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To Catch a Predator: Scottsdale Edition

By: Woodnick Law, PLLC

Two weeks ago, six men were arrested by Scottsdale police after an undercover prostitution sting. According to court documents, the Scottsdale police placed “escort” ads on backpage.com and other websites, and the men responded looking for sex with underage girls. The men arrived at the place they believed to be meeting the girls and were arrested by police, who had set up an operation at the nearby Scottsdale airport.  The “escorts” were, in fact, undercover police officers or actresses pretending to be below the age of majority.

Several Valley cities have cracked down on prostitution solicitation using ‘Catch a Predator’ undercover operations. If you are unfamiliar with ‘To Catch a Predator’, the show features hidden camera investigations, in which the program’s actors impersonate underage people and help police arrest male adults who contacted them over the internet for sexual services.  Although the television quasi-documentaries are somewhat novel, police have been using these types of undercover stings for many years to make arrests.

Let’s say a man named John goes to a website seeking sexual services. John may not know that the girl he’s calling are under aged since they are advertised as over 18 and the login on the particular website requires verification of the same.  The advertising “escort” provides a number for John to call. John calls the number—but the girl on the line does not really intend to engage in a criminal act.  Instead, her goal is to persuade John to come to her location while alluding to the fact that she is underage – at least, enough to secure an arrest.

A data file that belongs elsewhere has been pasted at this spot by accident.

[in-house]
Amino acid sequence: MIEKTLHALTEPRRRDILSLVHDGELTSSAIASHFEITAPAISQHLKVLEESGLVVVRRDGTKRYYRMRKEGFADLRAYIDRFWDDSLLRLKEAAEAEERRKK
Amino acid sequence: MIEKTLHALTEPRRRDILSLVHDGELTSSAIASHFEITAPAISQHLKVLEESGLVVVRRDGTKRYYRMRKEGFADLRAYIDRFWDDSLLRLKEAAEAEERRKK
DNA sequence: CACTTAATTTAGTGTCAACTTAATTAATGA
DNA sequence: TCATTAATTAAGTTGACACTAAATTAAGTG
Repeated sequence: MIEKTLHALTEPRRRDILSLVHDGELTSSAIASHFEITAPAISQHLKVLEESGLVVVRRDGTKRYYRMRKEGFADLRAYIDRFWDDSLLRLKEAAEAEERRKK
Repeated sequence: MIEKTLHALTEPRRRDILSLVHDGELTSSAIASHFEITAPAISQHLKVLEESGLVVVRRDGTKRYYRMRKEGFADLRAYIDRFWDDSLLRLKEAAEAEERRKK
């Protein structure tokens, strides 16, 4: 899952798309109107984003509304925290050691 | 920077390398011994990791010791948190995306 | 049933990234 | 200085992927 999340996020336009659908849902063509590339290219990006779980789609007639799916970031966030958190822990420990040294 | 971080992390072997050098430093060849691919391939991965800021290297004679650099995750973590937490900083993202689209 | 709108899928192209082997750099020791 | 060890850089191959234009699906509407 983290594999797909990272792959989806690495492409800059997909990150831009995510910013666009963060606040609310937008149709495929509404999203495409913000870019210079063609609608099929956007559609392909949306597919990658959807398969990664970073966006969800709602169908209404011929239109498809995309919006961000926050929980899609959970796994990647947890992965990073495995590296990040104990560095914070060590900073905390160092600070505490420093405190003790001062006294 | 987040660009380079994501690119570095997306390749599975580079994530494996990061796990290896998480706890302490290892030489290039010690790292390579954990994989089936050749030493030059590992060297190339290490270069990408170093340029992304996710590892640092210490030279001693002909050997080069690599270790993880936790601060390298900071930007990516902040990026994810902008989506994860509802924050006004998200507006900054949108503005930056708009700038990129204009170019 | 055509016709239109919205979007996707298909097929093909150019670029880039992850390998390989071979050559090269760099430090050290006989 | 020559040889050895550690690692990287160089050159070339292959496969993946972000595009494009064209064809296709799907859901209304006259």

Once the services are arranged for a particular date, time and place the undercover officer/actress will perhaps ask John to pick up a pack of cigarettes on the way to the motel because she can’t buy them or had her “fake ID” taken away (ostensibly because she is under 18). Of course, the call is recorded and used as evidence that John knew his anticipated sexual partner is a minor.

When John arrives at the hotel, he may be arrested on the spot or the police may wait for him to engage in a conversation with the undercover detective while being monitored from the next room.  Because Arizona law criminalizes the agreement to exchange money for a sex act, the police need not wait for John to actually disrobe or for any contact to occur before making the arrest.

These types of sting operations are one of the many tools detectives can use to arrest men who want to buy sex.  The biggest challenge in many cases is establishing that the target of the sting operation knew and intended to buy sex with a minor, which is a far more severe offense than soliciting prostitution from an adult.  As criminals become more sophisticated and advertisements for commercial sex exchanges move into more discrete channels, so too do sting operations evolve and create new legal issues.



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